Performance and Protest symposium
This event has ended
The Performance and Protest symposium at Ulster University, Magee campus, will feature presentations and exhibited work relating protest to theatre, film, music, and other artforms and practices, with work from practitioners and academics drawn from across the UK, Ireland and as far afield as Canada, Turkey, Hong Kong, Iraq and India.
The event takes as its inspiration the fiftieth anniversary of the first transmissions of Radio Free Derry, a pirate radio station broadcasting its programmes to a nascent Free Derry, a self–declared autonomous region established near the Northern Ireland/Republic of Ireland border, during the Northern Ireland Civil Rights period. These twin declarations of autonomy––in both the physical and broadcast space––in part embodied the transnational influence of the global counterculture upon the local left, including that of Berkeley’s Free Speech Movement and other global student protest movements of the era.
The combination of performance and protest has many precedents in the sphere of Irish (and Northern Irish) culture. From marching band traditions to protest marches and sit–ins and from political chants and song traditions to storytelling, the deployment of performative aspects of historical and political narratives are rarely far from the surface.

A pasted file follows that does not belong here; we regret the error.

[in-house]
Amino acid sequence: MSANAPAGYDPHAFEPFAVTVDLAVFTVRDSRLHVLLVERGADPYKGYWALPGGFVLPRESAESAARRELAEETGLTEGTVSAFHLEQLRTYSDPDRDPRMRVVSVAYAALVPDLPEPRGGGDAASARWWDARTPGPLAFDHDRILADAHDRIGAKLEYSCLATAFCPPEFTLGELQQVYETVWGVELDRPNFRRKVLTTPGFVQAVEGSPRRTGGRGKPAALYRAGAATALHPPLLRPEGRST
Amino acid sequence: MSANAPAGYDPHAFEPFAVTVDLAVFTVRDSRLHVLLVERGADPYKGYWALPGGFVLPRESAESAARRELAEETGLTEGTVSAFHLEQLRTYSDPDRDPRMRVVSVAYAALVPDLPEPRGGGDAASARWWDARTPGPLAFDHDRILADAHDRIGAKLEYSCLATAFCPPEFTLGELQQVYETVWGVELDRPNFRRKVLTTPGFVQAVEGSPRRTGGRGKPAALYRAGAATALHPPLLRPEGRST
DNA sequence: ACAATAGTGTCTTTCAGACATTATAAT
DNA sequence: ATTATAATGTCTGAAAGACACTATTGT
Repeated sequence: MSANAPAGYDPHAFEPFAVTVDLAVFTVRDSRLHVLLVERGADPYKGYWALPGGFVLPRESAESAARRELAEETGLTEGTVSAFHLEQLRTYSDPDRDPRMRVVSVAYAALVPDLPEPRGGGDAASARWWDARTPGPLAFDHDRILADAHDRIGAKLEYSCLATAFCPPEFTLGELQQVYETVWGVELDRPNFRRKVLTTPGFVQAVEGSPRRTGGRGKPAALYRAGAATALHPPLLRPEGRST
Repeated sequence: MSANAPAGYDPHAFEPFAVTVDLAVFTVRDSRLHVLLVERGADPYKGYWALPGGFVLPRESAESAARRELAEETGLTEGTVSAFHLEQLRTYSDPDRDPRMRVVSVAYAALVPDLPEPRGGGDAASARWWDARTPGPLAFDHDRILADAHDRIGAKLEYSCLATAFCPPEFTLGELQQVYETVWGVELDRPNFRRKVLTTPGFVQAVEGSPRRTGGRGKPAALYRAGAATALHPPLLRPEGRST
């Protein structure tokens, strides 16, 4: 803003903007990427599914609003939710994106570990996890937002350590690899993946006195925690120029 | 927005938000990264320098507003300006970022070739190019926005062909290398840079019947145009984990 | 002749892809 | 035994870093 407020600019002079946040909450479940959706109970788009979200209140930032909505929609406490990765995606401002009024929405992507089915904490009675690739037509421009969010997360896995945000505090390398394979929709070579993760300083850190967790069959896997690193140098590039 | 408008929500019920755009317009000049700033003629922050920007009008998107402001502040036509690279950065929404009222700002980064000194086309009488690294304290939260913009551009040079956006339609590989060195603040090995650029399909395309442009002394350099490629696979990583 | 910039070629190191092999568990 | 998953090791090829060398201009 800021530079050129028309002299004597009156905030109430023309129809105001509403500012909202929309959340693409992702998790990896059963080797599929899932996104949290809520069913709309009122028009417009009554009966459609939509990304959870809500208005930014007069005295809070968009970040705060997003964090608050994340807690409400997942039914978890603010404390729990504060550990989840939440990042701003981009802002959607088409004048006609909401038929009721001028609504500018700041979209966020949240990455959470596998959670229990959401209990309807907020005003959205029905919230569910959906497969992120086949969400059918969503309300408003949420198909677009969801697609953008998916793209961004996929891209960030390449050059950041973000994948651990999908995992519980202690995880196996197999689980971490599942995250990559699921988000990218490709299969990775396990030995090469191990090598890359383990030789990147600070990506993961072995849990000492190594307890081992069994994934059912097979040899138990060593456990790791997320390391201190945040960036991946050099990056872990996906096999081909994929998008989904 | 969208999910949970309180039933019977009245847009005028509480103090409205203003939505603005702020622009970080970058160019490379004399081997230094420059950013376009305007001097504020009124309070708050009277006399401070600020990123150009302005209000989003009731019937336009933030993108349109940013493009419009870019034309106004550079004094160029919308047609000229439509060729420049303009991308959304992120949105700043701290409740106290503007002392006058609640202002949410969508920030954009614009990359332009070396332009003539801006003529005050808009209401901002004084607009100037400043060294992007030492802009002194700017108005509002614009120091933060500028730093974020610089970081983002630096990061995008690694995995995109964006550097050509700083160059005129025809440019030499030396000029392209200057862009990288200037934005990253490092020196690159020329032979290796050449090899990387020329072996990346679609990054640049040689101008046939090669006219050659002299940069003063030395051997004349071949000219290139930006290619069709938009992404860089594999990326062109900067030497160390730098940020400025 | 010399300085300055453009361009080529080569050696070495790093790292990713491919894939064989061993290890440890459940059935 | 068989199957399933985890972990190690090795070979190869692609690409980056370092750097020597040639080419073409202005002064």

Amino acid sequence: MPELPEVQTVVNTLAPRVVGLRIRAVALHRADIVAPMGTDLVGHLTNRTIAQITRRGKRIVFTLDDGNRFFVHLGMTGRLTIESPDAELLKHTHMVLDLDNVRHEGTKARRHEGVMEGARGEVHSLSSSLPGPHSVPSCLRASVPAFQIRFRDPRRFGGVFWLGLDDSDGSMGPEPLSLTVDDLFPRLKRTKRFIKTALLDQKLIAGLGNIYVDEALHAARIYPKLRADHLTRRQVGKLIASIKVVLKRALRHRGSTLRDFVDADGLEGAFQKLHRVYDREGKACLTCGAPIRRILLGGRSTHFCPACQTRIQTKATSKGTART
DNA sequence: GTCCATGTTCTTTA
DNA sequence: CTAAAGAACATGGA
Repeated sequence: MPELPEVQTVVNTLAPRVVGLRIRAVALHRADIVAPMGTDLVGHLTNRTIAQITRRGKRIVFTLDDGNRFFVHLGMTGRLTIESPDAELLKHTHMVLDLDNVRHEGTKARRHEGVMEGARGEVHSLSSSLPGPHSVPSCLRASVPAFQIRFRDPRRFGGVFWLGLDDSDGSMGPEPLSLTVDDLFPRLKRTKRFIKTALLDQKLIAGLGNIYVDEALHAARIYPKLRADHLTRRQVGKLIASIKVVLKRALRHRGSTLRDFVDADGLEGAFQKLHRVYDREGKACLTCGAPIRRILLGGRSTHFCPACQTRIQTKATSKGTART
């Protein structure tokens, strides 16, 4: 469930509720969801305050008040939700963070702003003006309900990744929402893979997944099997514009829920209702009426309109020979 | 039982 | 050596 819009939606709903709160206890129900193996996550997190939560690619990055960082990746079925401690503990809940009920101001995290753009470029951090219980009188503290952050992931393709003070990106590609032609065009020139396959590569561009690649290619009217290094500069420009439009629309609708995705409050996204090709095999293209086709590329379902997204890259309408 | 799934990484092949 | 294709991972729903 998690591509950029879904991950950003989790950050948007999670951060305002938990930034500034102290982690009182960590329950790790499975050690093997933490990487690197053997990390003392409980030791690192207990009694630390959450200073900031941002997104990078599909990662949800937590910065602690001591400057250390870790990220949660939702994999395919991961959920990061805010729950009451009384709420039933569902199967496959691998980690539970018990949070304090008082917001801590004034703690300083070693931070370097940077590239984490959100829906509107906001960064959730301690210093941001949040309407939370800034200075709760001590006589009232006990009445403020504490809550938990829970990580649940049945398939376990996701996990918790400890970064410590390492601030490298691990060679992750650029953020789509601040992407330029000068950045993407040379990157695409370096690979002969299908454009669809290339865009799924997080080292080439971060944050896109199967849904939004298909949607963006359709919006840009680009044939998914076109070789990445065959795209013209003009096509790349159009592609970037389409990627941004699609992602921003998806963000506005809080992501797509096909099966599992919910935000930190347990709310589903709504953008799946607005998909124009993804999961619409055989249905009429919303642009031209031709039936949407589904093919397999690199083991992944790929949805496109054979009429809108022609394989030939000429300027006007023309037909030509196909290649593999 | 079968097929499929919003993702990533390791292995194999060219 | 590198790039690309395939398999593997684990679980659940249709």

The fiftieth anniversary of the inception of Free Derry (and Radio Free Derry) provides an opportunity to reflect on the connections between performance and protest in a range of global contexts and across a range of cultural forms in public spaces and on social networks and media: the Occupy movement, Arab Spring, Gezi Park, Euromaidan, the Repeal the Eighth campaign in Ireland, #MeToo and related movements, and, more recently, the Extinction Rebellion. Can we benefit from re–examining varied political acts from the last half–century (or beyond) to the present day via their framing as artistic endeavours? From marching to sit-downs, music to silence, how useful is it for us to consider performance as embedded within political––and cultural––action?
Papers 1: Protest and Activism/Papers 2: Protest and Theatre 1
Papers 3: Protest and Theatre 2/Papers 4: Protest and Activism–as–Creative–Practice
Papers 5: Gender and Protest/Artworks programme
Performances (Foyle Arts Building, Magee)
Full schedule information will be forwarded to all registered attendees.
Hosted by the Music, Drama, Film and Museum Studies research unit, School of Arts and Humanities, Ulster University, Magee campus; organised in association with the Museum of Free Derry’s anniversary programme
Stephen McCann (Dublin Institute of Technology), Dr Lisa Fitzpatrick, Dr Murat Akser, Dr Victoria McCollum and Dr Brian Bridges (Ulster University)
Administration: Caroline Elvin (Ulster University)